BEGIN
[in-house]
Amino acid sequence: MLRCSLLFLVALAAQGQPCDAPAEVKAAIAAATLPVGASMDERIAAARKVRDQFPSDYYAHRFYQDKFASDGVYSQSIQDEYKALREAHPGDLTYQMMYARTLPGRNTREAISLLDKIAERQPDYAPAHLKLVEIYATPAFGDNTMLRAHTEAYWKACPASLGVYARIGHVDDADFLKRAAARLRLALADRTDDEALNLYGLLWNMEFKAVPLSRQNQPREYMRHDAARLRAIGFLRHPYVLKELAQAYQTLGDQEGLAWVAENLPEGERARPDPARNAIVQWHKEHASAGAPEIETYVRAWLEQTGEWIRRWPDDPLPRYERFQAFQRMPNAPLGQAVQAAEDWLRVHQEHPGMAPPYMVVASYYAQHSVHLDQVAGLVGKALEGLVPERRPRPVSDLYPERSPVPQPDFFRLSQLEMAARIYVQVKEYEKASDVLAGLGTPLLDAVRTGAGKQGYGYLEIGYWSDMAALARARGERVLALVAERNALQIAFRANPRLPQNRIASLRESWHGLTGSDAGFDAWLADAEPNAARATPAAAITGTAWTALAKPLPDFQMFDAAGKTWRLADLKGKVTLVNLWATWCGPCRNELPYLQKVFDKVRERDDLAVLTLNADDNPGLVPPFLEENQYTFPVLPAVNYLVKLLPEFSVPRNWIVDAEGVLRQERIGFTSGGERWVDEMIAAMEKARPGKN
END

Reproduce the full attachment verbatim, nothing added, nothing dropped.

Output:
[in-house]
Amino acid sequence: MLRCSLLFLVALAAQGQPCDAPAEVKAAIAAATLPVGASMDERIAAARKVRDQFPSDYYAHRFYQDKFASDGVYSQSIQDEYKALREAHPGDLTYQMMYARTLPGRNTREAISLLDKIAERQPDYAPAHLKLVEIYATPAFGDNTMLRAHTEAYWKACPASLGVYARIGHVDDADFLKRAAARLRLALADRTDDEALNLYGLLWNMEFKAVPLSRQNQPREYMRHDAARLRAIGFLRHPYVLKELAQAYQTLGDQEGLAWVAENLPEGERARPDPARNAIVQWHKEHASAGAPEIETYVRAWLEQTGEWIRRWPDDPLPRYERFQAFQRMPNAPLGQAVQAAEDWLRVHQEHPGMAPPYMVVASYYAQHSVHLDQVAGLVGKALEGLVPERRPRPVSDLYPERSPVPQPDFFRLSQLEMAARIYVQVKEYEKASDVLAGLGTPLLDAVRTGAGKQGYGYLEIGYWSDMAALARARGERVLALVAERNALQIAFRANPRLPQNRIASLRESWHGLTGSDAGFDAWLADAEPNAARATPAAAITGTAWTALAKPLPDFQMFDAAGKTWRLADLKGKVTLVNLWATWCGPCRNELPYLQKVFDKVRERDDLAVLTLNADDNPGLVPPFLEENQYTFPVLPAVNYLVKLLPEFSVPRNWIVDAEGVLRQERIGFTSGGERWVDEMIAAMEKARPGKN